Various steps described above may be added, omitted, combined, altered, or performed in different orders. For example, step 240 may be added so that another Newcard device, which is substantially similar to the Newcard device 100, is coupled in parallel to achieve additional throughput between the first and second subsystems 110 and 120.
In one embodiment, the user console 210 includes a remote I/O (RIO) chip 220 that interfaces to the at least one high speed serial communications bus 160 such as the PCIE bus. In one embodiment, the RIO chip 220 interfaces to 2 PCIE buses for improved throughput. The RIO chip 220 includes a parallel and/or serial ATA channel 230, both of which are well known industry standards for interfacing to a removable storage device (RMSD) 240. The RIO chip 220 has an audio codec '97 (AC '97) interface 250 card with corresponding audio connectors 255 for a complete audio implementation. AC '97 is a well known standard which defines a high-quality, 20-bit audio architecture for the computer and is widely used in today's desktop platforms. As an option, the RIO chip 220 may connect to additional I/O devices such as legacy I/O 260, other I/O 270 such as bar code scanner (not shown) and/or a 6-in-1 memory card reader (not shown). The SMBus 105 is extended to the user console 210 by the Newcard device 100. As an option, the RIO chip 220 may connect to USB ports 295 to interface to USB devices.
In one embodiment, a power button on/off switch 280 is included in the user console 210. The power button on/off switch 280 is conveniently located and easily accessible to the user to control the power provided to the user console 210 and/or the computer. A status signal 296 for the power button on/off switch 280 is provided to the first subsystem 110 via the Newcard device 100. Feedback is provided to the user by various means such as via light emitting diodes (LED's) 298 to indicate the operational status of the power, and various peripherals. Additional LED's may be included to show diagnostic information.
In one embodiment, an optional power adapter module 290 provides power to the second subsystem 120 including the user console 210. The optional power adapter module 290 is operable to receive an AC power input 292 and convert it to various voltages as required by the user console 210. In one embodiment, the second subsystem 120 including the user console 210 derives power from the main chassis via a power line 293 of the Newcard device 100.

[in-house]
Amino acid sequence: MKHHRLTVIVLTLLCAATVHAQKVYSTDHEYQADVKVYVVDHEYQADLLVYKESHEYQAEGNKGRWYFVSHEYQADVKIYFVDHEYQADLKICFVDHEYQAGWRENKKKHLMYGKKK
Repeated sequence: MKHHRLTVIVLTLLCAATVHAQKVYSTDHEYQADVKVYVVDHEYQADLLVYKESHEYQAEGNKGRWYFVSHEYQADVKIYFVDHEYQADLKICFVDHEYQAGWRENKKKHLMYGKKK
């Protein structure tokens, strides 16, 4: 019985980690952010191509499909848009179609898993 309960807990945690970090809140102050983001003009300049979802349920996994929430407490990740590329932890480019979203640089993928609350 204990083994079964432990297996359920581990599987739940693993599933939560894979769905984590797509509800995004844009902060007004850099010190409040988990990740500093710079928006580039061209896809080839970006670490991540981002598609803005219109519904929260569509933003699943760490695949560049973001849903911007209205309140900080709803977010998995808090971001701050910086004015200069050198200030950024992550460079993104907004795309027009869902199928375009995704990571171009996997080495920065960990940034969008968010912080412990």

The information handling system 400 may include random access memory (RAM), one or more processing resources such as a central processing unit (CPU) or hardware or software control logic, ROM, and/or other types of nonvolatile memory. Additional components of the information handling system may include one or more disk drives, one or more network ports for communicating with external devices as well as various input and output (I/O) devices, such as a keyboard, a mouse, and a video display. The information handling system may also include one or more buses operable to transmit communications between the various hardware components.
In one embodiment, the information handling system 400 may be used to implement the computer described in
Although illustrative embodiments have been shown and described, a wide range of modification, change and substitution is contemplated in the foregoing disclosure and in some instances, some features of the embodiments may be employed without a corresponding use of other features. Accordingly, it is appropriate that the appended claims be construed broadly and in a manner consistent with the scope of the embodiments disclosed herein.
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|International Classification||G06F13/36, G06F13/40|
|Sep 30, 2003||AS||Assignment|
Owner name: DELL PRODUCTS L.P., TEXAS
Free format text: ASSIGNMENT OF ASSIGNORS INTEREST;ASSIGNOR:KWATRA, AJAY;REEL/FRAME:014564/0946
Effective date: 20030926